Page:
The recent issue of Scouting published a feature article on Scouting for youth with special needs (March-April 2017, vol 105, no 2). It is now available online.
The article gives examples of working successfully with youth who have special needs and talks about BSA’s resources and activities at the national level to support this work.
Here is a remarkable video released last month for World Autism Month. Targeted at a young audience, it explains invisible disabilities, focusing on autism. The video portrays autism as an amazing difference, not a terrible one. The writer/producer/director has included closed captions and distributes the video in multiple languages.
We never call Scouts with special needs “special-needs Scouts.” Why, you ask?
That’s because word choice matters, and Scouters on the Disabilities Awareness Committee recommend using person-first language that describes what a person has, not who a person is.
“Even though it does get a bit wordy and awkward in everyday speech,” committee chairman Tony Mei says, “this emphasizes the personhood of the individual and places the disability as a secondary condition that the individual must live with.”
Reprinted from the Spring 2017 Abilities Digest, from the Invisible 411 blog.
Here is a reading that is often used in training to support Scouts with disabilities.
Life can be cruel, and growing up in the real world isn’t easy. Kids pick on other kids for any reason they can find. The list is long, but anything that makes someone different is fair game: height, weight, gender, age, religion, bad hair day, clothing, where you live, kind of car, curfew, athletic ability, parent’s jobs, their marital status, siblings, bad teeth, bad breath, glasses, braces, and any number of things regarding sexual matters, intelligence, learning disabilities, opinions, or following rules. Wouldn’t it be nice if there were a safe place to go where everyone was treated fairly, honestly, equally, and respectfully? A place where everybody lived by the same rules? A place where mistakes could be made without fear of ridicule? Wouldn’t the world be a better place if people could just learn to get along with each other?! Wouldn’t it be amazing if we could do something about it? What would you do if you had that privilege … that responsibility … that obligation? What if you could change the world?!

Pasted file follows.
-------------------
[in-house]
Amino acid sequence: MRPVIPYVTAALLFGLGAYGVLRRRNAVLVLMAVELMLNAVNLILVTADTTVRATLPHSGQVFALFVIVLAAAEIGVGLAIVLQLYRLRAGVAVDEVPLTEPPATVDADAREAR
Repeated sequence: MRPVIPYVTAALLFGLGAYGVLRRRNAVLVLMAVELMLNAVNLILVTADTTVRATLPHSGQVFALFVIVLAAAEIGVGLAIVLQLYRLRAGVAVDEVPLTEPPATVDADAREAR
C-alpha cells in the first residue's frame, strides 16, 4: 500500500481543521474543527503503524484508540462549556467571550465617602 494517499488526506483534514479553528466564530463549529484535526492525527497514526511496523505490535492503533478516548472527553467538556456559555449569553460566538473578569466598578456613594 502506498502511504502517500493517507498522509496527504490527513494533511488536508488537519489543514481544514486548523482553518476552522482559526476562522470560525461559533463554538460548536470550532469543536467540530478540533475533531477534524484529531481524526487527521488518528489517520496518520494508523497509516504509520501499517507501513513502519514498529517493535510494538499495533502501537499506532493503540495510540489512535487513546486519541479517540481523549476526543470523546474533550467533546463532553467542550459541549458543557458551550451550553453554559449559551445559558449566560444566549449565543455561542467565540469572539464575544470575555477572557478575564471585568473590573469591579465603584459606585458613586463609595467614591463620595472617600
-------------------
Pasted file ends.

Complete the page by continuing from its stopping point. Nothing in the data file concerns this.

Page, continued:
The National Disabilities Awareness Subcommittee, BSA, has developed a list of resources for Scout leaders regarding disabilities, Scouting, and related adaptations.
The list includes web sites, organizations, adaptive equipment suppliers, and some software applications. The BSA does not recommend or endorse those on the list.
The BSA’s National Disabilities Awareness Subcommittee has an email address for answering questions about Scouting with disabilities.
The email address is firstname.lastname@example.org.